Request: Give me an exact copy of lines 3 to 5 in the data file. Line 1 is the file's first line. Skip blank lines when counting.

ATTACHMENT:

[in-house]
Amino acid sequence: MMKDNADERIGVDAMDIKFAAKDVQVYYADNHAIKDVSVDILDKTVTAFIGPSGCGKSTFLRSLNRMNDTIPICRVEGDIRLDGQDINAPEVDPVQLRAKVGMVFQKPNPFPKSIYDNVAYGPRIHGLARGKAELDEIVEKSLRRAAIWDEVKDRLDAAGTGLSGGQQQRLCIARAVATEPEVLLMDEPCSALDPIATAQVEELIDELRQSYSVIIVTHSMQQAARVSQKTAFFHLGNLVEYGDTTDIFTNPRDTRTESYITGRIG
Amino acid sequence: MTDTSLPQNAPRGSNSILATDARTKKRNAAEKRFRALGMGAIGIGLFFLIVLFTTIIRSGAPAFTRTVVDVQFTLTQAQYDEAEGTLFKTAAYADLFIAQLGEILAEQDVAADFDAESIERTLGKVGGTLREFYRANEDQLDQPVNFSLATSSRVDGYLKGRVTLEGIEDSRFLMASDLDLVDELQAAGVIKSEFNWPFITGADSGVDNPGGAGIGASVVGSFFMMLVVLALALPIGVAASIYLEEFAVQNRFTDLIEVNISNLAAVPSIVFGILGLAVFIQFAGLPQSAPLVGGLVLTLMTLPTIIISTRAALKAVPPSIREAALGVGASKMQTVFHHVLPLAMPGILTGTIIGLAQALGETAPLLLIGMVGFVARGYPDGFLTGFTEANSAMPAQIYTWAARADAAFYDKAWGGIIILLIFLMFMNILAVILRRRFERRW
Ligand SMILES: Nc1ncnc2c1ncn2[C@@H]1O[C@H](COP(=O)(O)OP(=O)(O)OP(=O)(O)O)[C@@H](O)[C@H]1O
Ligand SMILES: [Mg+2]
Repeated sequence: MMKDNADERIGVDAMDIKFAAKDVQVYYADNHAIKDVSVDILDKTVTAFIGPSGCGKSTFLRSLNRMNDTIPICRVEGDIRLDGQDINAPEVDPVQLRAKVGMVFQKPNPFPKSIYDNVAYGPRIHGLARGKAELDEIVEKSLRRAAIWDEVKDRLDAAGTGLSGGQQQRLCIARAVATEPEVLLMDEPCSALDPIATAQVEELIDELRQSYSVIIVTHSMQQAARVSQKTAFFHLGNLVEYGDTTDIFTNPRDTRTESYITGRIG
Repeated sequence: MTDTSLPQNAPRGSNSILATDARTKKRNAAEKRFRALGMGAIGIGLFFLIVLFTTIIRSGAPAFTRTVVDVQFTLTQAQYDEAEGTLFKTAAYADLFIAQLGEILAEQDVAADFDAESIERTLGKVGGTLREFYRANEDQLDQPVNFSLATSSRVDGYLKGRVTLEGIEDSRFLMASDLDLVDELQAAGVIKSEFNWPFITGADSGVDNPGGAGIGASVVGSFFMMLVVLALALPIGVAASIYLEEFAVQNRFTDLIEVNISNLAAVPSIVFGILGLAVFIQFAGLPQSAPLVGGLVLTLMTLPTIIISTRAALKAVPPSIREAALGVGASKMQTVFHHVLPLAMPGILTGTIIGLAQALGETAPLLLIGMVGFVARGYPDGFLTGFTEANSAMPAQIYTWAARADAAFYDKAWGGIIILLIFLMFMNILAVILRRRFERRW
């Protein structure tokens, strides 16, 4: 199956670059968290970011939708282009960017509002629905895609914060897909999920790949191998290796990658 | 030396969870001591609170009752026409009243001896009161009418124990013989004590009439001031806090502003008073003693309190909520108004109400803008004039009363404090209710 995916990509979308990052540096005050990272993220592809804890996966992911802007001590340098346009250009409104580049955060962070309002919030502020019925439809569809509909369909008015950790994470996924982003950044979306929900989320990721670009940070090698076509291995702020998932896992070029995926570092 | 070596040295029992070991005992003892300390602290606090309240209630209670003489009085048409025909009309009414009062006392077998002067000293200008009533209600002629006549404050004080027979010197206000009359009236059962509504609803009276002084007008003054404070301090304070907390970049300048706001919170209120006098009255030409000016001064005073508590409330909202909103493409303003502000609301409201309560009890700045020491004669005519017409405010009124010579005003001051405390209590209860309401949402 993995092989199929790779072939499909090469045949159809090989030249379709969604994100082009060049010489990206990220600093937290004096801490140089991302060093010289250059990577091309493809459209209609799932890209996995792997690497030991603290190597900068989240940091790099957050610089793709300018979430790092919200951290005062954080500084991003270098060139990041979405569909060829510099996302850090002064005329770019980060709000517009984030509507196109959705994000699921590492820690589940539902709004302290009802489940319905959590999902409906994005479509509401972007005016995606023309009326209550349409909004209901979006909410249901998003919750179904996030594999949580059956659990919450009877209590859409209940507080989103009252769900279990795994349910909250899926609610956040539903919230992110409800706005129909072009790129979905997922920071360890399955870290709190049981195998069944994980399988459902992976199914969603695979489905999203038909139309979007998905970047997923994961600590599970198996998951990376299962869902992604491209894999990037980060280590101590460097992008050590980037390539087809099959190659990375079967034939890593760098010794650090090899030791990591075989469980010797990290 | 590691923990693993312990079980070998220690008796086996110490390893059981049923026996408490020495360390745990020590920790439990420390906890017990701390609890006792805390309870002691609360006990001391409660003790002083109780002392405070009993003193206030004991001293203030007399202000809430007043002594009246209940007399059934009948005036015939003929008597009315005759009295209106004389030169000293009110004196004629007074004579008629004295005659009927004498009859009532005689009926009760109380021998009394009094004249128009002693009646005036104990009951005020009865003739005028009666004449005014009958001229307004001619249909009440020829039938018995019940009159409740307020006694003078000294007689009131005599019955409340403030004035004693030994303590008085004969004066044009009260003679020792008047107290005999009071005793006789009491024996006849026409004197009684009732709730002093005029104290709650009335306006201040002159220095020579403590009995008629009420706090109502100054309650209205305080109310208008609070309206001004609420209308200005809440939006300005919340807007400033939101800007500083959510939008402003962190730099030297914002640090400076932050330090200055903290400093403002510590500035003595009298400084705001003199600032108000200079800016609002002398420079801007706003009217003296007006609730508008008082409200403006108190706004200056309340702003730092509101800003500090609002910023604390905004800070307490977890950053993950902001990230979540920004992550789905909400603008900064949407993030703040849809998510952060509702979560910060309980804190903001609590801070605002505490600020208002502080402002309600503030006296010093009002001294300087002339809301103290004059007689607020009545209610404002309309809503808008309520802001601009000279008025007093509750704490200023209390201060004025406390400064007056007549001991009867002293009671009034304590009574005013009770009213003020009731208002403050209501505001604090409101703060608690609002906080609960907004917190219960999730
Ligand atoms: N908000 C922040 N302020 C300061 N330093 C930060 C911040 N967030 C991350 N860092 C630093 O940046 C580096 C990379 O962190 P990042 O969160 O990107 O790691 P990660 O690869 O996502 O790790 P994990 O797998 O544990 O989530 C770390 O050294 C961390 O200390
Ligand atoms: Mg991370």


Amino acid sequence: MTDTSLPQNAPRGSNSILATDARTKKRNAAEKRFRALGMGAIGIGLFFLIVLFTTIIRSGAPAFTRTVVDVQFTLTQAQYDEAEGTLFKTAAYADLFIAQLGEILAEQDVAADFDAESIERTLGKVGGTLREFYRANEDQLDQPVNFSLATSSRVDGYLKGRVTLEGIEDSRFLMASDLDLVDELQAAGVIKSEFNWPFITGADSGVDNPGGAGIGASVVGSFFMMLVVLALALPIGVAASIYLEEFAVQNRFTDLIEVNISNLAAVPSIVFGILGLAVFIQFAGLPQSAPLVGGLVLTLMTLPTIIISTRAALKAVPPSIREAALGVGASKMQTVFHHVLPLAMPGILTGTIIGLAQALGETAPLLLIGMVGFVARGYPDGFLTGFTEANSAMPAQIYTWAARADAAFYDKAWGGIIILLIFLMFMNILAVILRRRFERRW
Ligand SMILES: Nc1ncnc2c1ncn2[C@@H]1O[C@H](COP(=O)(O)OP(=O)(O)OP(=O)(O)O)[C@@H](O)[C@H]1O
Ligand SMILES: [Mg+2]